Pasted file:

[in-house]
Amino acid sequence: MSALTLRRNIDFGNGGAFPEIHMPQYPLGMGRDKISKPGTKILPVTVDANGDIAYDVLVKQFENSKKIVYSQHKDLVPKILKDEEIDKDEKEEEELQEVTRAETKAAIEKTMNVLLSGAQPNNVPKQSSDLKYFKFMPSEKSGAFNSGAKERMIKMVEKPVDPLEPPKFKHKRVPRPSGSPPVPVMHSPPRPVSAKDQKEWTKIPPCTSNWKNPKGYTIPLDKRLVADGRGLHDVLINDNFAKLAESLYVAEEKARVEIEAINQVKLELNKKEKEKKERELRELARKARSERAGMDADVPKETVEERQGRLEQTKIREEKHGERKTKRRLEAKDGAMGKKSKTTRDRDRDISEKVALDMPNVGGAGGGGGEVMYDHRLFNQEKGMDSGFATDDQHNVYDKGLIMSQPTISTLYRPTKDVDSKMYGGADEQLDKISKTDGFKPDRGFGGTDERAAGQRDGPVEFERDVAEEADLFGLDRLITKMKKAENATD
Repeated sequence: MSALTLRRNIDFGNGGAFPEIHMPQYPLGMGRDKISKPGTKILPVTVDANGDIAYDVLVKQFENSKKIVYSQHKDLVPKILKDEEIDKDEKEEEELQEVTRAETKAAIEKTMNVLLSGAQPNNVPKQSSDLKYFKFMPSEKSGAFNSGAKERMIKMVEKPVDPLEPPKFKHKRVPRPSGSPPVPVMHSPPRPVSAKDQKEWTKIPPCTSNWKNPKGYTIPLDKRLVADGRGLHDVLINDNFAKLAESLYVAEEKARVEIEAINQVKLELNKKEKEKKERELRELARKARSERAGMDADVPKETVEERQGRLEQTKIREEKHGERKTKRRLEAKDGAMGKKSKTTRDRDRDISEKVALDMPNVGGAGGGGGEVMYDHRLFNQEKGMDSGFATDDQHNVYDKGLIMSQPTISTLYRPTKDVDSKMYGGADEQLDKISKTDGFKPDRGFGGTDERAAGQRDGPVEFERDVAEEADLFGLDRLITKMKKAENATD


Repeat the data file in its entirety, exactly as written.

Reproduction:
[in-house]
Amino acid sequence: MSALTLRRNIDFGNGGAFPEIHMPQYPLGMGRDKISKPGTKILPVTVDANGDIAYDVLVKQFENSKKIVYSQHKDLVPKILKDEEIDKDEKEEEELQEVTRAETKAAIEKTMNVLLSGAQPNNVPKQSSDLKYFKFMPSEKSGAFNSGAKERMIKMVEKPVDPLEPPKFKHKRVPRPSGSPPVPVMHSPPRPVSAKDQKEWTKIPPCTSNWKNPKGYTIPLDKRLVADGRGLHDVLINDNFAKLAESLYVAEEKARVEIEAINQVKLELNKKEKEKKERELRELARKARSERAGMDADVPKETVEERQGRLEQTKIREEKHGERKTKRRLEAKDGAMGKKSKTTRDRDRDISEKVALDMPNVGGAGGGGGEVMYDHRLFNQEKGMDSGFATDDQHNVYDKGLIMSQPTISTLYRPTKDVDSKMYGGADEQLDKISKTDGFKPDRGFGGTDERAAGQRDGPVEFERDVAEEADLFGLDRLITKMKKAENATD
Repeated sequence: MSALTLRRNIDFGNGGAFPEIHMPQYPLGMGRDKISKPGTKILPVTVDANGDIAYDVLVKQFENSKKIVYSQHKDLVPKILKDEEIDKDEKEEEELQEVTRAETKAAIEKTMNVLLSGAQPNNVPKQSSDLKYFKFMPSEKSGAFNSGAKERMIKMVEKPVDPLEPPKFKHKRVPRPSGSPPVPVMHSPPRPVSAKDQKEWTKIPPCTSNWKNPKGYTIPLDKRLVADGRGLHDVLINDNFAKLAESLYVAEEKARVEIEAINQVKLELNKKEKEKKERELRELARKARSERAGMDADVPKETVEERQGRLEQTKIREEKHGERKTKRRLEAKDGAMGKKSKTTRDRDRDISEKVALDMPNVGGAGGGGGEVMYDHRLFNQEKGMDSGFATDDQHNVYDKGLIMSQPTISTLYRPTKDVDSKMYGGADEQLDKISKTDGFKPDRGFGGTDERAAGQRDGPVEFERDVAEEADLFGLDRLITKMKKAENATD